All posts by Jeff Porter

Interview on Collaboration Tech Talk

I was interviewed recently by Gary Vaughan on his Collaboration Tech Talk podcast. The subject for discussion was the use of collaboration technologies in a telework situation and amongst other things we discussed the use of Blog Talk Radio in comparison to for podcast hosting.

Both platforms provide a conference bridge to facilitate the call and both have a host control panel to manage the incoming callers. Features and content aside, I’m interested in audio quality and the listening experience. As a regular podcast listener, even if a program has very compelling content, I’m reluctant to listen to programs that 1: sound bad and 2: impose excessive or disruptive advertising content.

On the second point, BTR imposes a 30 second pre-roll advertisement on the listener at a typically higher audio level than the host and caller. These adverts aren’t present on all programs so I assume it’s a host option? On the first point, I think the (audio) quality of  podcasts is generally …and being diplomatic here, less than ideal. The adage of “content is king” only holds true to the extent that people will actually listen to it, and if the audio quality is bad, you will loose listeners.

It struck me as I write this, that it might appear as though I’m being critical of Gary and his program, this is not the case. I’ve followed Collaboration Tech Talk from the beginning and I find the content and Gary’s guests interesting and the program is on my regular listening list.  I’m also interested to hear how Gary’s quality of production has steadily improved as he becomes more experienced and I’m sure he and I will continue to discuss this subject as he strives toward continuous improvement.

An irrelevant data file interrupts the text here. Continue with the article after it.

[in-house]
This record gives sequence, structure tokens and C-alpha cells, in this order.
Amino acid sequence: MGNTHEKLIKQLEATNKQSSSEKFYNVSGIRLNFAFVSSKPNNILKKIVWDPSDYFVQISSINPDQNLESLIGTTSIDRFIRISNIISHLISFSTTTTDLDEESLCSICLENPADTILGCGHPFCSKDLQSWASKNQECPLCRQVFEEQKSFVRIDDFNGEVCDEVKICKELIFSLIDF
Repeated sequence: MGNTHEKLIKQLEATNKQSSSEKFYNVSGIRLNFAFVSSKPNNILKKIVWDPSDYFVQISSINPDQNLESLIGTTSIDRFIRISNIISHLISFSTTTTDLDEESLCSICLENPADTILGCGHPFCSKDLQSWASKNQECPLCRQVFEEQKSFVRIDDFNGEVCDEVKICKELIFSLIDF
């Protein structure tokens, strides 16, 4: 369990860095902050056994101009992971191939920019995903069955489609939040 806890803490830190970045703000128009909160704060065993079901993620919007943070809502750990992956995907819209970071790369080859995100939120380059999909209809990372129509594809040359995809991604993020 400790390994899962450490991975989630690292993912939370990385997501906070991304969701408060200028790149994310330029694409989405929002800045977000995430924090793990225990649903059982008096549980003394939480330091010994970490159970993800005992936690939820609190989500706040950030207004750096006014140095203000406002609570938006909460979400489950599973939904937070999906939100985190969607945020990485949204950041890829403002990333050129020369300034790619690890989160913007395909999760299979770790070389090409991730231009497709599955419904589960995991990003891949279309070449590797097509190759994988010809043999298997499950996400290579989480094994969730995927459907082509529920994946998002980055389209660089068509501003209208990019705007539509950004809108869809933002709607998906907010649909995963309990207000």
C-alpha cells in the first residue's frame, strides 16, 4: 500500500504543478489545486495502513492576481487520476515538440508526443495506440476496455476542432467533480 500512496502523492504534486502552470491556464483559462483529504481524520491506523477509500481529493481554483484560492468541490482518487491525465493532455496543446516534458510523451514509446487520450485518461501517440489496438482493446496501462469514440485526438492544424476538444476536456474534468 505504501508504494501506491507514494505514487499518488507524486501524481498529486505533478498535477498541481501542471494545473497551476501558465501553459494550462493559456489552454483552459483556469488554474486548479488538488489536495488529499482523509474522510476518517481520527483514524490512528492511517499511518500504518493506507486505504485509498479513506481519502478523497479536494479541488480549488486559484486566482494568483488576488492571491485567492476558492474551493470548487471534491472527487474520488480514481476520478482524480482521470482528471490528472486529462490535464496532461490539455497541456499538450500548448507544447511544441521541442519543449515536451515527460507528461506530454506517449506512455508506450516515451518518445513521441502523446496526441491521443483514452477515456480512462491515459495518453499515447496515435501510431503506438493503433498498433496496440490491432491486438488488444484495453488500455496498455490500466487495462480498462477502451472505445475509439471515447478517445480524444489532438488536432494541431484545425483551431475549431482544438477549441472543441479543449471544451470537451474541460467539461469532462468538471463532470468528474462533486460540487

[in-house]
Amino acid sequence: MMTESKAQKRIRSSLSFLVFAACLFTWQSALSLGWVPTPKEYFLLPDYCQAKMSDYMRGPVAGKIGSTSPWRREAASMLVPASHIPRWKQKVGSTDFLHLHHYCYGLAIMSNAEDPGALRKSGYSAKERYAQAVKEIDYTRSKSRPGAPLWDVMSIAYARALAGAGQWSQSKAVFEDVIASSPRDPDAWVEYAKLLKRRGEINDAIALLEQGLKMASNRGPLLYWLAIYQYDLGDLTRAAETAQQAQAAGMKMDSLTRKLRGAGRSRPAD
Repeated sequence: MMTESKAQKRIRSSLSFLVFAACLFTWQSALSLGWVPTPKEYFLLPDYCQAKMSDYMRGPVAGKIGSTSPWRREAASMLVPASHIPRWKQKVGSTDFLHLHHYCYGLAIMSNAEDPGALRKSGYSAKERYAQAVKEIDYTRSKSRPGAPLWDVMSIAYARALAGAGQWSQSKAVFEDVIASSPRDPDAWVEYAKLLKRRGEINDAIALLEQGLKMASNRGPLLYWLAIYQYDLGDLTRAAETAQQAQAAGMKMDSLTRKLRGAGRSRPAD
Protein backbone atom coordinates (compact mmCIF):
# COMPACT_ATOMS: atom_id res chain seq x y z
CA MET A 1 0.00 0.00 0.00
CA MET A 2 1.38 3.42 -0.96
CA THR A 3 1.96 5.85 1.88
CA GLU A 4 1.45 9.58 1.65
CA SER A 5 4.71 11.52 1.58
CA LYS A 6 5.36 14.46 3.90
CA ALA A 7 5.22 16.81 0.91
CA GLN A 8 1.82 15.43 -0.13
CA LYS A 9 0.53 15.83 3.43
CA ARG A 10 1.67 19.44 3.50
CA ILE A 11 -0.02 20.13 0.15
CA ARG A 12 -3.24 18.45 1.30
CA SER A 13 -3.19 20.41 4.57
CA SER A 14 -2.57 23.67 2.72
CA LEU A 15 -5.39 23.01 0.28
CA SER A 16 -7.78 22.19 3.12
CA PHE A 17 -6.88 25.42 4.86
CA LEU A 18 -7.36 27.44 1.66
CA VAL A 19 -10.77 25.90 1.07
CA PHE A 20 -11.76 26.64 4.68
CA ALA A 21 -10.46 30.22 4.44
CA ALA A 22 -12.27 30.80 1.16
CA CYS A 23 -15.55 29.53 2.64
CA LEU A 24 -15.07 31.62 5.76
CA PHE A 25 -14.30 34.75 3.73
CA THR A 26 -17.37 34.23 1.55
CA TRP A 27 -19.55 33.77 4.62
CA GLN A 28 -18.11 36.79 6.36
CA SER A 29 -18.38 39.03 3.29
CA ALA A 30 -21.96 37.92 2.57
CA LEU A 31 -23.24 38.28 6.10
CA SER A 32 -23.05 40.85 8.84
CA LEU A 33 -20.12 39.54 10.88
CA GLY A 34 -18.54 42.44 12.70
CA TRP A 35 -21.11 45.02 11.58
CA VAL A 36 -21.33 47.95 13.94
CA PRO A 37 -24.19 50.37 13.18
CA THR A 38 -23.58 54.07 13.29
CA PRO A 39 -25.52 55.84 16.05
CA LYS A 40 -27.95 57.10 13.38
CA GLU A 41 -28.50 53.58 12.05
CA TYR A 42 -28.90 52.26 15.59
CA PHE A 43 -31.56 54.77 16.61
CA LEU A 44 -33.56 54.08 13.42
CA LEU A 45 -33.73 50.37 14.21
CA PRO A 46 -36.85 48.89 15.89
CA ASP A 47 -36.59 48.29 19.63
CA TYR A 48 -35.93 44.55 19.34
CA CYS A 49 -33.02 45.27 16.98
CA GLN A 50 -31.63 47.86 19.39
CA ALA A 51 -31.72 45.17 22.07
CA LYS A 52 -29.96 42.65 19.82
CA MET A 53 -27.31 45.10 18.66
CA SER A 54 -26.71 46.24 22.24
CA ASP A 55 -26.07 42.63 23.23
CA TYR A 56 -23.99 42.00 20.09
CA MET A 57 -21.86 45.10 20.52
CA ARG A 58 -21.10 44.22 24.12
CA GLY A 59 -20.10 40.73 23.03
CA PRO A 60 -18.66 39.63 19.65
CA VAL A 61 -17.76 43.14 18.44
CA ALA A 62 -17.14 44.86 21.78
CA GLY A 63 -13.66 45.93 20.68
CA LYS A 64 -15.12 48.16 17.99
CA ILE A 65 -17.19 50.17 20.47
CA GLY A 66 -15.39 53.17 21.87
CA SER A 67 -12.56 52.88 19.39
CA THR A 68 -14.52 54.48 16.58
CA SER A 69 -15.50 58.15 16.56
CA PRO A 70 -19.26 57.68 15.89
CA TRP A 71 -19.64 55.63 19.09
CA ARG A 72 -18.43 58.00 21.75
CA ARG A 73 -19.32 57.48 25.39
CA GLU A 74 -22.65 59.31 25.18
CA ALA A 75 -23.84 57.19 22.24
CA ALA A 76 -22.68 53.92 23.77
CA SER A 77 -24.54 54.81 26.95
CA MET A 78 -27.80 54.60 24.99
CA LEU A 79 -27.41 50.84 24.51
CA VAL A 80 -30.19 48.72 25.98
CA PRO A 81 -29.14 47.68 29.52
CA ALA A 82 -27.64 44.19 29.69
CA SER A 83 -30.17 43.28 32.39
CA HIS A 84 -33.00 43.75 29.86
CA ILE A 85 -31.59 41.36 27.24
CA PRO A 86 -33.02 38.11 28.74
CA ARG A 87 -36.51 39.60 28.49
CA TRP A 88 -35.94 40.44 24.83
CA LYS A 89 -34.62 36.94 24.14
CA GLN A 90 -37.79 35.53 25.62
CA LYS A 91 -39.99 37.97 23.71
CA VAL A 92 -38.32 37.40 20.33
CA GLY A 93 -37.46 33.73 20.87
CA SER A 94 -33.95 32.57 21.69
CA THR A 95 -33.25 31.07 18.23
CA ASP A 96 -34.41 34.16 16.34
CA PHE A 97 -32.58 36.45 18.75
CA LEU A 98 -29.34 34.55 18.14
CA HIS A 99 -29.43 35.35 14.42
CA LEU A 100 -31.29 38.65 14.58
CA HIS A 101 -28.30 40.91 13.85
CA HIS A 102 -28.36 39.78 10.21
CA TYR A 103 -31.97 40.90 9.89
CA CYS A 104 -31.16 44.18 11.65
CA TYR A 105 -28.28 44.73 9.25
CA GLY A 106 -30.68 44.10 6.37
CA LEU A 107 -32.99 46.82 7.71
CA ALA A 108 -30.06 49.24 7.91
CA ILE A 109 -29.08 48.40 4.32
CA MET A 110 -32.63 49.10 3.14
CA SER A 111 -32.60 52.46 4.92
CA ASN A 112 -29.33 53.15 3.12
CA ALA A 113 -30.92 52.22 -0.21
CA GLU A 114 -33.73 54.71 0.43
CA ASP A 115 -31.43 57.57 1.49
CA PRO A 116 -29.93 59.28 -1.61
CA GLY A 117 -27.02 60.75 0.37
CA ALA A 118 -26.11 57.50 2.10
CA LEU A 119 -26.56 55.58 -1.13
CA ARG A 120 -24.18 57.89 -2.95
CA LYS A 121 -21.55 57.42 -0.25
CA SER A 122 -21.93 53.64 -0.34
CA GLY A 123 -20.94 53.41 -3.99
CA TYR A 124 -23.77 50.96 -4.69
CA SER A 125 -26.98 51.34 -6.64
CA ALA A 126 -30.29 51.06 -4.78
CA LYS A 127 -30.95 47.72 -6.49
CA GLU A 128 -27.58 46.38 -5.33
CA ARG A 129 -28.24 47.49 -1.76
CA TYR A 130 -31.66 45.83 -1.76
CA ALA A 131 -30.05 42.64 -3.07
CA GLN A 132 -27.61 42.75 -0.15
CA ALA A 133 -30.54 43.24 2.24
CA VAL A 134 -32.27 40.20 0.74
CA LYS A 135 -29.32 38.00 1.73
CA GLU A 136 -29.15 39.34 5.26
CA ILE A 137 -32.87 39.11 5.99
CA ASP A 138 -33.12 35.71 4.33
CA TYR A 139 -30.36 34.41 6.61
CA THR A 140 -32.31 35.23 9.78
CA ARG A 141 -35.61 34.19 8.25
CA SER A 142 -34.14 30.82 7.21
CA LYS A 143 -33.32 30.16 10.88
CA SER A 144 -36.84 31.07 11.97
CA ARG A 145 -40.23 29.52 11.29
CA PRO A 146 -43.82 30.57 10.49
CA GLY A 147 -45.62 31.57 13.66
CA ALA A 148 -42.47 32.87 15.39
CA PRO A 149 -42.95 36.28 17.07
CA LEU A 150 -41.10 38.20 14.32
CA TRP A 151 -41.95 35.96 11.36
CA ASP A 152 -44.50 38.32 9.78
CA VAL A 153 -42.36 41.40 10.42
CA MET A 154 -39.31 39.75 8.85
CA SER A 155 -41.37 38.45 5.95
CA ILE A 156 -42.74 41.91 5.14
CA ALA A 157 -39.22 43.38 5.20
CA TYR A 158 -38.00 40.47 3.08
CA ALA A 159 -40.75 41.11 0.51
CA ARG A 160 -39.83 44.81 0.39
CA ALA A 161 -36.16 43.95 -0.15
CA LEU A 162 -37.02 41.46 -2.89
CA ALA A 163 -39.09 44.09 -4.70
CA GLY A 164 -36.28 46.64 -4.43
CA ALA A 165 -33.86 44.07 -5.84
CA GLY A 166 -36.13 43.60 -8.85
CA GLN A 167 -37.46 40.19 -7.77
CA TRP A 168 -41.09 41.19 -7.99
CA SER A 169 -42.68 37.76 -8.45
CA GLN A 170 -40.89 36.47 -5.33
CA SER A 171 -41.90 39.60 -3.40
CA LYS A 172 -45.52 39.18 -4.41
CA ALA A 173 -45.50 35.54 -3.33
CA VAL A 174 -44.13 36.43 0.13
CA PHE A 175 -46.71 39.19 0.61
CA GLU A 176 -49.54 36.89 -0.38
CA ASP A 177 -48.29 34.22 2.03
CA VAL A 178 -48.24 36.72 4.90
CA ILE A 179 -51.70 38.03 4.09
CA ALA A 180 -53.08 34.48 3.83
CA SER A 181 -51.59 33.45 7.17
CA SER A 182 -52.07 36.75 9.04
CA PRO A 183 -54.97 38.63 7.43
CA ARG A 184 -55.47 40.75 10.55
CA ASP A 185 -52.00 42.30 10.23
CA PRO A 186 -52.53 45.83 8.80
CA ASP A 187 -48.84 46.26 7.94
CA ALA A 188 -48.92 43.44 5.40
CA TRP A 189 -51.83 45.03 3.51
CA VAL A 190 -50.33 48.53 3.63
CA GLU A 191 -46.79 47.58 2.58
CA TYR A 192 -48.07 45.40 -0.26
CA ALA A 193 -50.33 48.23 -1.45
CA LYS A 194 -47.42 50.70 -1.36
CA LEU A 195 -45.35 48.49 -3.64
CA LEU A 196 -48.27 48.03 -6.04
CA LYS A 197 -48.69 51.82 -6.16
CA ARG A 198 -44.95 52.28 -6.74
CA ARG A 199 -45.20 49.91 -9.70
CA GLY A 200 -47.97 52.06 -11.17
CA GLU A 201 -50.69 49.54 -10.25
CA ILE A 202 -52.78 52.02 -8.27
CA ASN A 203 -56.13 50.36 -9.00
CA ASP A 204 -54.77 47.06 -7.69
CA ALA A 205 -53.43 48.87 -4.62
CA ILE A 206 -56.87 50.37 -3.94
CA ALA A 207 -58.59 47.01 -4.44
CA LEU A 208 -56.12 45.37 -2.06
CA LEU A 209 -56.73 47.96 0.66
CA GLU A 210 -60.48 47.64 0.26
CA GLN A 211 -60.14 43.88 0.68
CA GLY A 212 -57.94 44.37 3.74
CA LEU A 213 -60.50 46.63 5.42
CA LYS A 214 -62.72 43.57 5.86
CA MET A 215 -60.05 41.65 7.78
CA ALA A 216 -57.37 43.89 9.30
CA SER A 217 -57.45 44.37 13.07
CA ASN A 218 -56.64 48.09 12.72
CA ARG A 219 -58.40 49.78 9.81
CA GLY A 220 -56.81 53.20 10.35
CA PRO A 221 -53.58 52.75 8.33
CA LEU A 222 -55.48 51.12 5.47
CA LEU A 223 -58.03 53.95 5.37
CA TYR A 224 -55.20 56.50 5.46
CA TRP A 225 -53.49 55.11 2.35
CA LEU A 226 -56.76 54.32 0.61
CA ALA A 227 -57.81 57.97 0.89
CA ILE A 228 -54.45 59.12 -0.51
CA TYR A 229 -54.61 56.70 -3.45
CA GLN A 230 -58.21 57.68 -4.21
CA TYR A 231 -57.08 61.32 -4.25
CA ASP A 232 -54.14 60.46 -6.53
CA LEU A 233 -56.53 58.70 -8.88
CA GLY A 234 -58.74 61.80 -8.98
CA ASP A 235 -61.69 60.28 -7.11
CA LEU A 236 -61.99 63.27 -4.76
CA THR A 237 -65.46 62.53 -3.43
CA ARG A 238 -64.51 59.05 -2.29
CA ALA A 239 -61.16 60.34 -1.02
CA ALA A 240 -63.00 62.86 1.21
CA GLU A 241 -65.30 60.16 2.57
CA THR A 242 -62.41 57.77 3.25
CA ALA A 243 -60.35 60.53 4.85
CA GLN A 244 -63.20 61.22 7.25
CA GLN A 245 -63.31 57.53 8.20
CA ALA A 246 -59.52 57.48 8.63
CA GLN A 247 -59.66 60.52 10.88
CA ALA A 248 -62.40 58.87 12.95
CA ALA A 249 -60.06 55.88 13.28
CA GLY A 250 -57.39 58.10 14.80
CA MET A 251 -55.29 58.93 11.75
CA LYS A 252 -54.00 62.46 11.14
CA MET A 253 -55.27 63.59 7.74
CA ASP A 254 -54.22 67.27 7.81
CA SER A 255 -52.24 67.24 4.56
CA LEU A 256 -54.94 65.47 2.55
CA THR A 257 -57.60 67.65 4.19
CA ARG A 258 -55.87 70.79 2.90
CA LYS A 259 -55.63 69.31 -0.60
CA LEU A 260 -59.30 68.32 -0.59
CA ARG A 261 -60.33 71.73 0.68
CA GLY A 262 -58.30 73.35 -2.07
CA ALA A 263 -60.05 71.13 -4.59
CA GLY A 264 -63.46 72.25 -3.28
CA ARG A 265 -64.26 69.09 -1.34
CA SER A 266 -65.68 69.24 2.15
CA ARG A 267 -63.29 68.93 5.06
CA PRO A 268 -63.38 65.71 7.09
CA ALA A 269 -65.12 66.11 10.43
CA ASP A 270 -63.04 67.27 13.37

However, I make this observation after randomly selecting various programs off Blog Talk Radio and to get a feel for the typical quality of programming; many (the majority) of podcasters can benefit from improved production values to improve the ‘listenability’ of their programs, it’s along the same theme as my previous blog post: Kindle Spam Highlights the Worst Side of Easy Self-Publishing.

My advice to all podcasters is to have a look…and listen, to the – Cliff Ravenscraft of provides great advice and guidance, both free and paid to help new and experienced podcasters.

Here’s Gary interviewing me: ……did I mention I dislike the BTR 30 second pre-roll advertisements?

Listen to internet radio with Gary Vaughan on Blog Talk Radio

Kindle Spam Highlights the Worst Side of Easy Self-Publishing

Originally published at:

The Kindle has done a lot to bring publishing from fantasy to reality for new authors everywhere. In an industry previously dominated by publishing houses that have a track record of refusing to take risks on new things, it provides an easy way for somebody to get their work out there and let it stand on its own merits. This is not without its issues, however. Under the old system we had some regulation, even if it was ridiculously over-restrictive. Now, we can only hope that the best rises to the top.

The downside of the Kindle and its self-publishing options has generally been seen to be a lack of editorial input. Bad books get published, poorly edited books get published, basically anything that people churn out can hit the digital shelves the day the author hits the Submit button. Unfortunately, that’s not really all we have to worry about. There were always going to be a few less than original titles that were meant purely to get the most cash for the least effort and to hell with the customer, but now a method has been devised for anybody who wants to put in the effort to put out 10-20 new books a day without even bothering to write.